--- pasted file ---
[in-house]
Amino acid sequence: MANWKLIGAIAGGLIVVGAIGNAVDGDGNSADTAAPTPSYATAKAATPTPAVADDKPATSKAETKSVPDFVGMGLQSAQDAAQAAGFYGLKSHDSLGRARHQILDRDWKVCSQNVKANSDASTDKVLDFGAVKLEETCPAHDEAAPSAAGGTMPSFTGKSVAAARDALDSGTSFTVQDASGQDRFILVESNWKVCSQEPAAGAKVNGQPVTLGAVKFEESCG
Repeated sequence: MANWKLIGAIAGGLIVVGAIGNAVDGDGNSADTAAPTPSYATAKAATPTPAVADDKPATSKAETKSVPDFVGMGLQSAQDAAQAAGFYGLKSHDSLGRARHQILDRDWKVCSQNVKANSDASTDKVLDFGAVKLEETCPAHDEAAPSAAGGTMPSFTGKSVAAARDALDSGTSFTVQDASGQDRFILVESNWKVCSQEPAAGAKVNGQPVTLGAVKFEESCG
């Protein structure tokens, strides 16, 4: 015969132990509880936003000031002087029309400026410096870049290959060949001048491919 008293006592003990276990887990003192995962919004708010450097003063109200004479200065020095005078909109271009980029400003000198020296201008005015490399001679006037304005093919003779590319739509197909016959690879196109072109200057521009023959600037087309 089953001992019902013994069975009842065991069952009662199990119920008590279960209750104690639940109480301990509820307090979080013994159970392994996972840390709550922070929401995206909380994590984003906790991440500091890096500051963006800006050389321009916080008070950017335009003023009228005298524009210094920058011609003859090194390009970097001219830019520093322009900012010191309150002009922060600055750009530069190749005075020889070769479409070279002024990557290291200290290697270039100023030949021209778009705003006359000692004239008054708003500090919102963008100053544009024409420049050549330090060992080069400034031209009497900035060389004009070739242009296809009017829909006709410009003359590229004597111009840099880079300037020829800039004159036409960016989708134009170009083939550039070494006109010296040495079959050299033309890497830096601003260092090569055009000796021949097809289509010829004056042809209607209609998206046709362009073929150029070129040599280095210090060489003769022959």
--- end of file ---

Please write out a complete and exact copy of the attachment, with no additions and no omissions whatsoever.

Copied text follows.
[in-house]
Amino acid sequence: MANWKLIGAIAGGLIVVGAIGNAVDGDGNSADTAAPTPSYATAKAATPTPAVADDKPATSKAETKSVPDFVGMGLQSAQDAAQAAGFYGLKSHDSLGRARHQILDRDWKVCSQNVKANSDASTDKVLDFGAVKLEETCPAHDEAAPSAAGGTMPSFTGKSVAAARDALDSGTSFTVQDASGQDRFILVESNWKVCSQEPAAGAKVNGQPVTLGAVKFEESCG
Repeated sequence: MANWKLIGAIAGGLIVVGAIGNAVDGDGNSADTAAPTPSYATAKAATPTPAVADDKPATSKAETKSVPDFVGMGLQSAQDAAQAAGFYGLKSHDSLGRARHQILDRDWKVCSQNVKANSDASTDKVLDFGAVKLEETCPAHDEAAPSAAGGTMPSFTGKSVAAARDALDSGTSFTVQDASGQDRFILVESNWKVCSQEPAAGAKVNGQPVTLGAVKFEESCG
């Protein structure tokens, strides 16, 4: 015969132990509880936003000031002087029309400026410096870049290959060949001048491919 008293006592003990276990887990003192995962919004708010450097003063109200004479200065020095005078909109271009980029400003000198020296201008005015490399001679006037304005093919003779590319739509197909016959690879196109072109200057521009023959600037087309 089953001992019902013994069975009842065991069952009662199990119920008590279960209750104690639940109480301990509820307090979080013994159970392994996972840390709550922070929401995206909380994590984003906790991440500091890096500051963006800006050389321009916080008070950017335009003023009228005298524009210094920058011609003859090194390009970097001219830019520093322009900012010191309150002009922060600055750009530069190749005075020889070769479409070279002024990557290291200290290697270039100023030949021209778009705003006359000692004239008054708003500090919102963008100053544009024409420049050549330090060992080069400034031209009497900035060389004009070739242009296809009017829909006709410009003359590229004597111009840099880079300037020829800039004159036409960016989708134009170009083939550039070494006109010296040495079959050299033309890497830096601003260092090569055009000796021949097809289509010829004056042809209607209609998206046709362009073929150029070129040599280095210090060489003769022959």